The presentation also included stories from Dave and Amy’s North American Odyssey, a three-year expedition they embarked upon as newlyweds. They traveled 11,700 miles by dogsled, canoe, and kayak from the Pacific Northwest to Key West, FL via the Arctic. They shared their experience remotely through their educational nonprofit organization, The Wilderness Classroom. The Freemans’ progress during their Paddle to D.C. can also be followed through The Wilderness Classroom. They chose to make the trip while school is in session so that students and teachers could share in the adventure. For more information, visit and Click HERE to sign the petition online.

​The Freemans’ presentation was hosted by the Bad River Watershed Association and Northland College.​


April Stone Dahl Receives Karen Danielson Award

In 2009 the Karen Danielson Award was created to honor the memory of one of our founding board members.  Karen was a strong voice for the Association, and aside from serving as Board President, she also was a field volunteer, committee member, and helped with event planning.  She showed a passion for the Bad River Watershed Association and her time and commitment will not be forgotten.  Each year the Karen Danielson Award is given to a dedicated volunteer who shows the same energy and passion for the Bad River Watershed Association.

This year the Board has selected April Stone Dahl as the recipient of this award.  April served as the first treasurer on the board of the Association when we were founded in 2002.  Although she quickly discovered that this was not her passion, she stepped up when she saw the need.  April also performed Water Quality monitoring starting in 2002 and often included her whole family. She has taken on large roles planning and catering events and very much enjoyed serving good food and bringing people together who all cared about the watershed.  April is a skilled basket weaver and donated some of her pieces for silent auctions and other fundraisers.  Sometimes she was doing what she loved, and sometimes she was helping out where help was needed, but her commitment has lasted over so many years and reached across so many areas that the board is very pleased to recognize her with this award.  Please tell April congratulations and thank you if you see her out and about.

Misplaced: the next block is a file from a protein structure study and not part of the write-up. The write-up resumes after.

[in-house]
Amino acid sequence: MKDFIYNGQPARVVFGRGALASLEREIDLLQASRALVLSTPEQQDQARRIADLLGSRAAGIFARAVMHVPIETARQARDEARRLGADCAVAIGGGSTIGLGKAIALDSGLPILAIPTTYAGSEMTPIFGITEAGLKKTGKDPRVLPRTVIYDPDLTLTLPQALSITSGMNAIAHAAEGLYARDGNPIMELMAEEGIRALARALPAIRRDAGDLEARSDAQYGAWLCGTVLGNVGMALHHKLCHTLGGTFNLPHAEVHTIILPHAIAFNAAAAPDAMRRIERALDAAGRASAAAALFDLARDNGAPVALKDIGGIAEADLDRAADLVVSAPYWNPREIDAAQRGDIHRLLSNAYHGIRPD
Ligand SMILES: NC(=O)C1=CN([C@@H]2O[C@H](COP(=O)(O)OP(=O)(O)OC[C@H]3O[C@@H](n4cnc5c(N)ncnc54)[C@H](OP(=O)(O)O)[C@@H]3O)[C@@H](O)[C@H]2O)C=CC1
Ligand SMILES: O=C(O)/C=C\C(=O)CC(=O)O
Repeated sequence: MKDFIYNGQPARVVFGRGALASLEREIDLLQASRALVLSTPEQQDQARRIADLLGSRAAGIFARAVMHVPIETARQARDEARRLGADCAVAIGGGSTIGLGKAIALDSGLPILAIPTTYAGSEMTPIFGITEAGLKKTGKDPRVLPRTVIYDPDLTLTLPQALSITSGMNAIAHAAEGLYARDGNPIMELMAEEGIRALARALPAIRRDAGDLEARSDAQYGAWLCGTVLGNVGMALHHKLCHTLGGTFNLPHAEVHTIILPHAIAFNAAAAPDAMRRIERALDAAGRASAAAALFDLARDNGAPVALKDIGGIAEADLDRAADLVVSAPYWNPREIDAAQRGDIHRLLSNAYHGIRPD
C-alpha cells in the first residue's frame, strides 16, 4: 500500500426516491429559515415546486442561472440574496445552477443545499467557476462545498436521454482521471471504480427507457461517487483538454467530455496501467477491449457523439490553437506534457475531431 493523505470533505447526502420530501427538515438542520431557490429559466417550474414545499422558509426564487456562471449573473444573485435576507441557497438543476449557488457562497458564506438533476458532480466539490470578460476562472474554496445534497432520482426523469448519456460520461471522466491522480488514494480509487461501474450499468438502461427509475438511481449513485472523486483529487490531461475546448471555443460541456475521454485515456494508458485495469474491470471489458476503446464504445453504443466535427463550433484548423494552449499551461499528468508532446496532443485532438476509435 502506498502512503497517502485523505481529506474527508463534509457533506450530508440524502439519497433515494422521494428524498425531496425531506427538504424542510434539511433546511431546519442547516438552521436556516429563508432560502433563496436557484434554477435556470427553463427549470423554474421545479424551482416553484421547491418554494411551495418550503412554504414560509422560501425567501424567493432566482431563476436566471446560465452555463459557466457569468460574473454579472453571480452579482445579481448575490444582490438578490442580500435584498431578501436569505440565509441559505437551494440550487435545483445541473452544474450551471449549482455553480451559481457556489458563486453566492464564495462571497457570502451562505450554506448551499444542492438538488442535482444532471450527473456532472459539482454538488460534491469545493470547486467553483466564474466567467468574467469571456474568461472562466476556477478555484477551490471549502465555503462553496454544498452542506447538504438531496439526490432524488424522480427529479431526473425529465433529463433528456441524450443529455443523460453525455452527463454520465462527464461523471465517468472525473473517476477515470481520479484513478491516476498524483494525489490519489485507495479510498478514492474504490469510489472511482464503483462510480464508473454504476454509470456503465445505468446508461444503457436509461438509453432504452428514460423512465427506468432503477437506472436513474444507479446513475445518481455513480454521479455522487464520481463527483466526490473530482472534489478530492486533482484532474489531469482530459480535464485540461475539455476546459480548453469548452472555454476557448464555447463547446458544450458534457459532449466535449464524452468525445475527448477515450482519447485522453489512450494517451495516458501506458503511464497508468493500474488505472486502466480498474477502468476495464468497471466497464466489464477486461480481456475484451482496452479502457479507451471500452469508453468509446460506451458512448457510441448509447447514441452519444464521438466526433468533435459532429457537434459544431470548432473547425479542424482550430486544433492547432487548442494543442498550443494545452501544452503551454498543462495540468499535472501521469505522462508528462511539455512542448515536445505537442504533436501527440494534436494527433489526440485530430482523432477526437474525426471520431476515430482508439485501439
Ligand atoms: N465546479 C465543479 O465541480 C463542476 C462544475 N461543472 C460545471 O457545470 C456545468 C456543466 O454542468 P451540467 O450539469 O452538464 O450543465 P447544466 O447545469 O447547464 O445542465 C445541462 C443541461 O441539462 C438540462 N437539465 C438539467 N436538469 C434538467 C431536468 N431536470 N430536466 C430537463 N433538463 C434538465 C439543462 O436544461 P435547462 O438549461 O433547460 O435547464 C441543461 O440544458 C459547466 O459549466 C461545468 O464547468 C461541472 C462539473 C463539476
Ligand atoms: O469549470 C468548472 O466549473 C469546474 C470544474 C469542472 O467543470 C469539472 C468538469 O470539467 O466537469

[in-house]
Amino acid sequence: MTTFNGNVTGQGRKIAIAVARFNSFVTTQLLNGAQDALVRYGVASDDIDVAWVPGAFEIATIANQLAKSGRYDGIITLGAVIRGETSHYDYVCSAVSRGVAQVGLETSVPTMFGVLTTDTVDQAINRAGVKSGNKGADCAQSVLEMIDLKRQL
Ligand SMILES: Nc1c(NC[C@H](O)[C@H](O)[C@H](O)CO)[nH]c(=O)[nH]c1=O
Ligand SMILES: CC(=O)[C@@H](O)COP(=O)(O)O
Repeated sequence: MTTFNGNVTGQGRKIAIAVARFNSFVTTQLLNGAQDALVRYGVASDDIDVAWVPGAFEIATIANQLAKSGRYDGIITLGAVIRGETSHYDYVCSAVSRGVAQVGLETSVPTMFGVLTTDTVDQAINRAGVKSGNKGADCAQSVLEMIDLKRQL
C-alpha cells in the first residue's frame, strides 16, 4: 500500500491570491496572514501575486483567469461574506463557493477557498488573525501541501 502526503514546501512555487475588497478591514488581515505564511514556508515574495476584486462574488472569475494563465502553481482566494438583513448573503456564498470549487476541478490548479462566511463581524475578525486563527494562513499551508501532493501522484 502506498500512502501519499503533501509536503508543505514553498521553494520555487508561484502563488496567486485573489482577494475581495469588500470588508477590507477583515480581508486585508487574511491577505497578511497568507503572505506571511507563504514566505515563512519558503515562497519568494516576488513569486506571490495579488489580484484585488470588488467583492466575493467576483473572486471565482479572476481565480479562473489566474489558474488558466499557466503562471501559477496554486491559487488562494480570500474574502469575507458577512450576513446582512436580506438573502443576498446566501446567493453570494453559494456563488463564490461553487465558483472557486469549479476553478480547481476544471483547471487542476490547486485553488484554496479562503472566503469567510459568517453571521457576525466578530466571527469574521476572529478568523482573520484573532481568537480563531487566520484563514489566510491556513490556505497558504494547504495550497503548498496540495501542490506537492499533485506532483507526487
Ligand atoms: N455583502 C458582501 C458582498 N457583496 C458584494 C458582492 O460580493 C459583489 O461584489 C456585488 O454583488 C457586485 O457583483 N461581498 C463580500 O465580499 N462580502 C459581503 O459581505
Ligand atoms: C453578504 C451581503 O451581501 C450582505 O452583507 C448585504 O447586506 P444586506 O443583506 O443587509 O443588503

Culvert Restoration News

Culvert restoration progress continues around the watershed.  Recently, a large restoration project was completed on Albert Mattson Road, in the Town of Ashland.  The Marengo River tributary stream that crosses the road has been an ongoing source of problems and expense for the township because high spring flows cause flooding, erosion and road failure.  A grant to BRWA from the National Fish and Wildlife Foundation, along with funding and services from the State of Wisconsin and Ashland County, led to the completion of restoration in July.  This is a significant long-term cost saver for the township, and is another great step in reducing the amount of damaging sediment flowing into the Marengo River.